Someday one of them might succeed.

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There has recently been a rise in investment in cold fusion and related technologies. This is summarised nicely in a recent New Scientist article.

I must emphasise that there has never been, and is not now, any evidence that cold fusion works. However there is a real and undeniable increase in investment houses willing to fund companies that claim they are making progress in it. The House of Representatives Committee on Armed Services is reacting to the change in funding and not any change in the scientific evidence available.

I suspect the rise in investment is because (a) finding investment opportunities in the current market conditions is hard and (b) for most venture capital companies the amounts involved are chicken feed.

To be fair to the committee this is one of those cases where a successful development would be one of the biggest shake-ups experienced since the industrial revolution, and if it were made by a country hostile to the US that would give the US a big problem. Given that the committee members are not physicists a certain amount of interest in the research going on is understandable.

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    $\begingroup$ No doubt I've got a high wishful-thinking-to-skepticism ratio, but this post by Ron Maimon impressed me. I haven't heard a good counter-argument. Sadly, Ron has moved on. $\endgroup$ – Mike Dunlavey Sep 20 '16 at 22:14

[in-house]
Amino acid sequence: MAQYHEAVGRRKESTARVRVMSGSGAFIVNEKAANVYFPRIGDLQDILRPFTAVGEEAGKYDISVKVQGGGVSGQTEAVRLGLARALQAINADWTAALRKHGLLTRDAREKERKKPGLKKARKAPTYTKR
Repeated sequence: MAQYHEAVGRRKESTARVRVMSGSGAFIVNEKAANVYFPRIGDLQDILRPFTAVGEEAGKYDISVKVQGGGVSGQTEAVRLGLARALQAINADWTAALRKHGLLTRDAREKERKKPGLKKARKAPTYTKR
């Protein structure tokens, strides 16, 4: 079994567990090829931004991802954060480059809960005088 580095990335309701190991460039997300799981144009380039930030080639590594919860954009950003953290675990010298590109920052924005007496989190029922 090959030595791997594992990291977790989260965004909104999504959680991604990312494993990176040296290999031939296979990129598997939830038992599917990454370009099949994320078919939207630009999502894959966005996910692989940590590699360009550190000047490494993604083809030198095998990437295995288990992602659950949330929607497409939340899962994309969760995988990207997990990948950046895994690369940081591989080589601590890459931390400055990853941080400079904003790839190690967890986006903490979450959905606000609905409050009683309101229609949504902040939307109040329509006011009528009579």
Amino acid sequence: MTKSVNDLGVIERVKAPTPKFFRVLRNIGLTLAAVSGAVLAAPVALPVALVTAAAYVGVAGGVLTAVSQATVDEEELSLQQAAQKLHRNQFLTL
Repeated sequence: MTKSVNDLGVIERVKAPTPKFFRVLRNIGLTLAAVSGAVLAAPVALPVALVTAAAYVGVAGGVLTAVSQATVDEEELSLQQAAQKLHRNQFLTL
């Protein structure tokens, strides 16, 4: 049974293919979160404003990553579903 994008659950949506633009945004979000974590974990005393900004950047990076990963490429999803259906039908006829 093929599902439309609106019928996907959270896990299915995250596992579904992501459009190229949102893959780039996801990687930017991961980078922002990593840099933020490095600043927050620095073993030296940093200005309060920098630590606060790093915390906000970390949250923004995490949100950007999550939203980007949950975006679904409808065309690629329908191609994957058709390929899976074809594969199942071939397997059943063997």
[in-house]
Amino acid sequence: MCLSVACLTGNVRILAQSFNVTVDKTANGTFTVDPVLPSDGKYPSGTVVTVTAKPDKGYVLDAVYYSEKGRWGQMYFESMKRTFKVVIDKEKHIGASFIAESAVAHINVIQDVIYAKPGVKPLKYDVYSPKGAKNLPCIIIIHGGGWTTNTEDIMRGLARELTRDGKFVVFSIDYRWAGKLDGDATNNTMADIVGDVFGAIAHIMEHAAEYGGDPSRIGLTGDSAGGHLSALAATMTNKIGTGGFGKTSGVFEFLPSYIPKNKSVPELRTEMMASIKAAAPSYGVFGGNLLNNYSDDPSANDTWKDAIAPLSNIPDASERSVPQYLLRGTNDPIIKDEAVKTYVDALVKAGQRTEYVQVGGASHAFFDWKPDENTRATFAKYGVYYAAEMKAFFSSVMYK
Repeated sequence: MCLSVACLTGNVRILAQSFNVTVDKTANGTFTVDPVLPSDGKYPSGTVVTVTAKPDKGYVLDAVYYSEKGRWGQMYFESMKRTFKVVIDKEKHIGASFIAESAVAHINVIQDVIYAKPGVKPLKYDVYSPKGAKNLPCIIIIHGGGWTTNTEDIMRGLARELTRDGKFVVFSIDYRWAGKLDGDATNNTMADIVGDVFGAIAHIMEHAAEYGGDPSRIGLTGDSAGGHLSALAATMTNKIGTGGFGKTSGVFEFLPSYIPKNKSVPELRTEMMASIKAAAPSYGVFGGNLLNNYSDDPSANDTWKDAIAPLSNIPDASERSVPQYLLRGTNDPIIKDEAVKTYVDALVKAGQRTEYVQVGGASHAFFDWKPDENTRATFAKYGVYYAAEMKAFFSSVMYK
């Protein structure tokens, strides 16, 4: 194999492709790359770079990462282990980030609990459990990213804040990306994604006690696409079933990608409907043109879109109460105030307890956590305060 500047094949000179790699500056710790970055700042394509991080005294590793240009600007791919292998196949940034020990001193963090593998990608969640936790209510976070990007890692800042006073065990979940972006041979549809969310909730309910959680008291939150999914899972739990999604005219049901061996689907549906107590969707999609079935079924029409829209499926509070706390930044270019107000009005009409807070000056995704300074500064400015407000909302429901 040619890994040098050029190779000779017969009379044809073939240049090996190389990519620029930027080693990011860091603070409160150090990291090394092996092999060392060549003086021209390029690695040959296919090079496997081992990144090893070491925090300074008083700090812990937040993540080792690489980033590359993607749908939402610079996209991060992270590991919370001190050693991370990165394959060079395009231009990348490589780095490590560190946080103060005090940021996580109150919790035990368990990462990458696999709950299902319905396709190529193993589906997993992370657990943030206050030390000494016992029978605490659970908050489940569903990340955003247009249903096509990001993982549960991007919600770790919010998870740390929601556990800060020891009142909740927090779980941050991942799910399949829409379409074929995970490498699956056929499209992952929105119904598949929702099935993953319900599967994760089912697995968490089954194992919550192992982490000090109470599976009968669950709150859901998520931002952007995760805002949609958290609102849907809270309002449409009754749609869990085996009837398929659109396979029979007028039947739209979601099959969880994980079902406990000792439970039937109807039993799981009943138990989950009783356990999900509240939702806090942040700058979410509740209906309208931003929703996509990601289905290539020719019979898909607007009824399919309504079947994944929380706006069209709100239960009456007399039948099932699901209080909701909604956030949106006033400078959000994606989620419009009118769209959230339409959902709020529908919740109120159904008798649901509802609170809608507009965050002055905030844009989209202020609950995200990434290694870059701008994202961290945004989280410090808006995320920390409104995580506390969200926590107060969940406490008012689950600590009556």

• $\begingroup$ This is certainly the consensus, I mean that all published evidence for cold fusion is fraudulent or the result of honest mistakes, but I think an answer like "everybody knows that" is not good enough. The failure to reproduce an experiment may be due to unknown unknowns. From reading about the social side of things, that is to say, witch hunts, it seems serious efforts were virtually non-existent, some stray researchers here and there, a few million dollars, barely enough to pay salaries. So I think we can only say: "we still don't know for sure". $\endgroup$ – Evgeni Sergeev Oct 16 '16 at 8:03
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See this overview regarding the inclusion in House Report 114-537 Part I, of the requirement for the Secretary of Defense to report to the House Armed Services Committee on LENR by September 22, 2016.

LENRIA Press Release: House Committee requires LENR briefing from Secretary of Defence

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  • $\begingroup$ Do you have any association with Lenria? $\endgroup$ – kenorb Sep 23 '16 at 8:37